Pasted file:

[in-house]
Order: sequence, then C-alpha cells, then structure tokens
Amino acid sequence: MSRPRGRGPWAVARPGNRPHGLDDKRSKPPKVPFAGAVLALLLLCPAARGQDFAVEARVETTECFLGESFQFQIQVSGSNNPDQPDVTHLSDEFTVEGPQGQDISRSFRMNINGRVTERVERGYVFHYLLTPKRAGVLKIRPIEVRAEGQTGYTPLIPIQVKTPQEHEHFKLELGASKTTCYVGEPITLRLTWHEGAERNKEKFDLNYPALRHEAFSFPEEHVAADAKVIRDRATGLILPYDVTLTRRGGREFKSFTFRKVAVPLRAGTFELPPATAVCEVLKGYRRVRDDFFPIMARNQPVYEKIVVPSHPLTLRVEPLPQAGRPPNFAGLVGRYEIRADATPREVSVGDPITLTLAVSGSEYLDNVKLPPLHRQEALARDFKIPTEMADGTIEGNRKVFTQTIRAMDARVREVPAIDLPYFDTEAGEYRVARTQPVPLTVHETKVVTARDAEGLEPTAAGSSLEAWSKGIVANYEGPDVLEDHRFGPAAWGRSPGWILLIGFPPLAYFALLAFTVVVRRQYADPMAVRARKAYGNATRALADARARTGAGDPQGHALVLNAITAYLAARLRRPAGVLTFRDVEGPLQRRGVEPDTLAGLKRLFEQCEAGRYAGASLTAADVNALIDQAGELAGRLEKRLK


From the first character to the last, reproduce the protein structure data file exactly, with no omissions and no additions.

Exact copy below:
[in-house]
Order: sequence, then C-alpha cells, then structure tokens
Amino acid sequence: MSRPRGRGPWAVARPGNRPHGLDDKRSKPPKVPFAGAVLALLLLCPAARGQDFAVEARVETTECFLGESFQFQIQVSGSNNPDQPDVTHLSDEFTVEGPQGQDISRSFRMNINGRVTERVERGYVFHYLLTPKRAGVLKIRPIEVRAEGQTGYTPLIPIQVKTPQEHEHFKLELGASKTTCYVGEPITLRLTWHEGAERNKEKFDLNYPALRHEAFSFPEEHVAADAKVIRDRATGLILPYDVTLTRRGGREFKSFTFRKVAVPLRAGTFELPPATAVCEVLKGYRRVRDDFFPIMARNQPVYEKIVVPSHPLTLRVEPLPQAGRPPNFAGLVGRYEIRADATPREVSVGDPITLTLAVSGSEYLDNVKLPPLHRQEALARDFKIPTEMADGTIEGNRKVFTQTIRAMDARVREVPAIDLPYFDTEAGEYRVARTQPVPLTVHETKVVTARDAEGLEPTAAGSSLEAWSKGIVANYEGPDVLEDHRFGPAAWGRSPGWILLIGFPPLAYFALLAFTVVVRRQYADPMAVRARKAYGNATRALADARARTGAGDPQGHALVLNAITAYLAARLRRPAGVLTFRDVEGPLQRRGVEPDTLAGLKRLFEQCEAGRYAGASLTAADVNALIDQAGELAGRLEKRLK